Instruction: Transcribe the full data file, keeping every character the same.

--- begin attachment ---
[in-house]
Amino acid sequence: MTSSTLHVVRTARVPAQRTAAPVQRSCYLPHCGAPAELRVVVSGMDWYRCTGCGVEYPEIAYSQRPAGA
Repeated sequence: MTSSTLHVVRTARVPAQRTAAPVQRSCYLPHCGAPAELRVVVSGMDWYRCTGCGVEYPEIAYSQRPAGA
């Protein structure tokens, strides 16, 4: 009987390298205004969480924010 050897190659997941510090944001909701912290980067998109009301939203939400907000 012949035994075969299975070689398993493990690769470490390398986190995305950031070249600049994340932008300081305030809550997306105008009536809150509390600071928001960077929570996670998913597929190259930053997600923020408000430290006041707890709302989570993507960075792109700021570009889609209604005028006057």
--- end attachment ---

[in-house]
Amino acid sequence: MTSSTLHVVRTARVPAQRTAAPVQRSCYLPHCGAPAELRVVVSGMDWYRCTGCGVEYPEIAYSQRPAGA
Repeated sequence: MTSSTLHVVRTARVPAQRTAAPVQRSCYLPHCGAPAELRVVVSGMDWYRCTGCGVEYPEIAYSQRPAGA
């Protein structure tokens, strides 16, 4: 009987390298205004969480924010 050897190659997941510090944001909701912290980067998109009301939203939400907000 012949035994075969299975070689398993493990690769470490390398986190995305950031070249600049994340932008300081305030809550997306105008009536809150509390600071928001960077929570996670998913597929190259930053997600923020408000430290006041707890709302989570993507960075792109700021570009889609209604005028006057």